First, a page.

From Flagstaff, take the Lake Mary Road exit (339) off I-17 for 9 miles, then turn left (east) on FR 128 at the sign for Marshall Lake. Pass the observatory turnoff, then at 2.2 miles turn left before Marshall Lake (more of a marsh) and park at the AZT sign on the left. If you are coming from the south on Lake Mary Road, the Marshall Lake turnoff is 7.5 miles north of Pine Grove Campground.
Northern Access Point: I-40, Cosnino Road Exit
GPS Coordinates: 35.20249° N, 111.48559° W Note: this point is located across a private property boundary from the I-40 frontage road. No parking is allowed along the frontage road.
Currently, there is not direct access to the Northern boundary of this passage. The closest access to the south 4 miles south at Old Walnut Canyon Road: From Flagstaff, follow I-40 east and take exit 204 toward Walnut Canyon. Follow the paved Walnut Canyon Road (FR 622) south for 2.5 mi to Old Walnut Canyon Rd (FR 303). Turn right. The trailhead is about 1.7 mi west on the left (south) side of the road. There is room for horse trailers.
Trail Route Description
Passage 31 connects Marshall Lake and Walnut Canyon. This section follows singletrack across a gently rolling terrain through pine and oak forest before descending steeply into Lower Walnut Canyon. It passes by interesting red rock cliffs and features impressive vistas with stunning views of the San Francisco Peaks. This section also includes an opportunity to take an alternate trail into the town of Flagstaff – Passage 33 (Flagstaff Urban Route).
In the bottom of Sandy’s Canyon, before the AZT ascends to Fisher Point, the trail comes to a junction where the AZT splits. The fork to the northwest is a resupply route for thru-hikers, heads north into Flagstaff (see Passage 33). The fork to the northeast ascends towards Fisher Point, and then follows the edge of Walnut Canyon.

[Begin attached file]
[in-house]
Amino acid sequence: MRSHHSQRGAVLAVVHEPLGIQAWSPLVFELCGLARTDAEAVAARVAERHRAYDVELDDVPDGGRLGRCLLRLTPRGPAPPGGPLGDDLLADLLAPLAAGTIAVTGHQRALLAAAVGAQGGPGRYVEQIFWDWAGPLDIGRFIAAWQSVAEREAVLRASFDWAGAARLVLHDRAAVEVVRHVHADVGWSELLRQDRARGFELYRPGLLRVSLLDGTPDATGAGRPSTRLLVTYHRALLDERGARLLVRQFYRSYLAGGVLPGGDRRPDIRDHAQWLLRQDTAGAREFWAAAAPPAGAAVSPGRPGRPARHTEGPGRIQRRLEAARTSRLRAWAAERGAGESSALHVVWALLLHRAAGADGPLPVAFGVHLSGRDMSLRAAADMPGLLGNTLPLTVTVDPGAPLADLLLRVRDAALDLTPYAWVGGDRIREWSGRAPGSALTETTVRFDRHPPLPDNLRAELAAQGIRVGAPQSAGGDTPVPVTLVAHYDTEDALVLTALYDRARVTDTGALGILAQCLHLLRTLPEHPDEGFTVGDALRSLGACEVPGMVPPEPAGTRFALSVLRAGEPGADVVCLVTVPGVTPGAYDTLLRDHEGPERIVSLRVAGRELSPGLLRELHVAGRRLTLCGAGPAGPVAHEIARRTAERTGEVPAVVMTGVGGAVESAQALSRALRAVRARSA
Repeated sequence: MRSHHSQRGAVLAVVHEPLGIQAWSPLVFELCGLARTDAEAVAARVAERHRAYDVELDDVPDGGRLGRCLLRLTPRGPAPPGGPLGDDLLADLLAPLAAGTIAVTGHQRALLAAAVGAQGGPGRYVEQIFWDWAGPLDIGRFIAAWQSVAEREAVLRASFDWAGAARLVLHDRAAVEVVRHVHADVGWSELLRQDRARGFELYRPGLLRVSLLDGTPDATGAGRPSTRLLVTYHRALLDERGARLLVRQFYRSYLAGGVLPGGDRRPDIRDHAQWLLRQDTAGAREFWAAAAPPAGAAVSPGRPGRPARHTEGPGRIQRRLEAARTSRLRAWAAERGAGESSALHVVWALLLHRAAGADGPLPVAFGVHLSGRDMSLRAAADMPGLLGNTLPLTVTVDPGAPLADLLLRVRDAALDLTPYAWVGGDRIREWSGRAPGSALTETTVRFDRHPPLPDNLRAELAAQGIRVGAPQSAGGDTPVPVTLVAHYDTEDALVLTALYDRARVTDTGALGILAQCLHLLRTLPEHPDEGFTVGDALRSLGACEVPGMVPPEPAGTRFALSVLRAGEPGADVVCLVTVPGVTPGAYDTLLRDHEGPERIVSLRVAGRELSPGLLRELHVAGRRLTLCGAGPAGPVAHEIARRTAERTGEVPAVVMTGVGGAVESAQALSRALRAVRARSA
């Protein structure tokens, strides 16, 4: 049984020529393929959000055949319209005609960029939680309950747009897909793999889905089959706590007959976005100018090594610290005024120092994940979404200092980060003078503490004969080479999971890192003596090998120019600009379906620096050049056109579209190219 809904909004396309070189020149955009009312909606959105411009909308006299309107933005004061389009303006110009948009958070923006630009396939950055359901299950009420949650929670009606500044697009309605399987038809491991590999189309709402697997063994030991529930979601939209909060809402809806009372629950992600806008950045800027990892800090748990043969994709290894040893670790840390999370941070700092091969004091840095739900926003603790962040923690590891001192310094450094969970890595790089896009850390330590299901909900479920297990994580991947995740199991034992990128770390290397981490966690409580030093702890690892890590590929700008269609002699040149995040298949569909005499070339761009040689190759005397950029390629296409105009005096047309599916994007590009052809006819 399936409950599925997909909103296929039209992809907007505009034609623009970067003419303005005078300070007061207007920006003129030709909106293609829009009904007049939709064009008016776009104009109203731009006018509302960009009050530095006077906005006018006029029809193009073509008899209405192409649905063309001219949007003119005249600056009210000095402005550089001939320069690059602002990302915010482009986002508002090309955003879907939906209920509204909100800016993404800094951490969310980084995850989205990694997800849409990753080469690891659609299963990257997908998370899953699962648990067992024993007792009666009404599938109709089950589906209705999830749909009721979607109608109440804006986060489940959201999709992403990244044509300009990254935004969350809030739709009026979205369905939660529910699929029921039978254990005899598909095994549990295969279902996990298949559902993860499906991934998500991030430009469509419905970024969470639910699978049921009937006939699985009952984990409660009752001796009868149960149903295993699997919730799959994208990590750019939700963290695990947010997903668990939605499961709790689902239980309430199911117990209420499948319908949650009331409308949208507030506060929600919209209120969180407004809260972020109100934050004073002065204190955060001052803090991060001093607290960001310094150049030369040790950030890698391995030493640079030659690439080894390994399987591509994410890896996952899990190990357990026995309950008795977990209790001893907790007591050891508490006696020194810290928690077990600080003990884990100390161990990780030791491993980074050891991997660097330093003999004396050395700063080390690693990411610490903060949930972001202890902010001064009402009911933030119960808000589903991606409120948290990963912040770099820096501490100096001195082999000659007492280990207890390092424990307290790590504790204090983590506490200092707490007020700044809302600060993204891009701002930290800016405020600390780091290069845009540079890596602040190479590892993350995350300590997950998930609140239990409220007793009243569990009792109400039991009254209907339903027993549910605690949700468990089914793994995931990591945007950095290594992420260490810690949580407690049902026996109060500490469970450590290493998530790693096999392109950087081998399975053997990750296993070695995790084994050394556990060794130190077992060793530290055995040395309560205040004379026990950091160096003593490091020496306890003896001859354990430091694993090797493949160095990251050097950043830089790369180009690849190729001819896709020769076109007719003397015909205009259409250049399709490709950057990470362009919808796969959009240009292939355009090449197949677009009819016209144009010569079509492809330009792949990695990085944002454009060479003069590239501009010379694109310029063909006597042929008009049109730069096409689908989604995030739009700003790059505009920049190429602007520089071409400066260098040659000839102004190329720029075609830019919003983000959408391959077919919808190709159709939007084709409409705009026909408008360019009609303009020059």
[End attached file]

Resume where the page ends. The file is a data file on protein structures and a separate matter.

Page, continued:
There are reliable water sources on this passage at the two wildlife water tanks. There is water in the city of Flagstaff and in Walnut Canyon National Monument. Check the online Arizona Trail Water Report for current information at https://aztrail.org/explore/water-sources/.
All water along this passage should be purified prior to use.
The recently completed Walnut Canyon Reroute is officially open! This important initiative to take a few miles of the AZT off old forest roads south of Flagstaff, was a successful collaboration between the Arizona Trail Association, Coconino National Forest, Arizona Conservation Corps, Arizona State Parks & Trails, Flagline Trails, and awesome volunteers. If you haven’t experienced this new ribbon of trail between Fisher Point and Old Walnut Canyon Road Trailhead, get out there and enjoy it on foot, mountain bike or equine. We are proud that this one of the first high priority recommendations from the Flagstaff Trails Initiative Regional Trail Strategy to be implemented! Matt Roberts and Kevin Okon of Flagline Trails used a combination of mini-dozer and mini-excavator to rough in the new singletrack. They worked alongside Arizona Conservation Corps to make the tread absolutely perfect, and obliterated and naturalized 0.65-mile of old trail. Unless you look carefully, you’ll never notice there used to be road and trail there! ATA staff and volunteers then finished nearly a mile of trail with hand tools at a volunteer event in August. The Flagline Trails crew returned to finish the rest of the tread, major brushing and closed the old trail...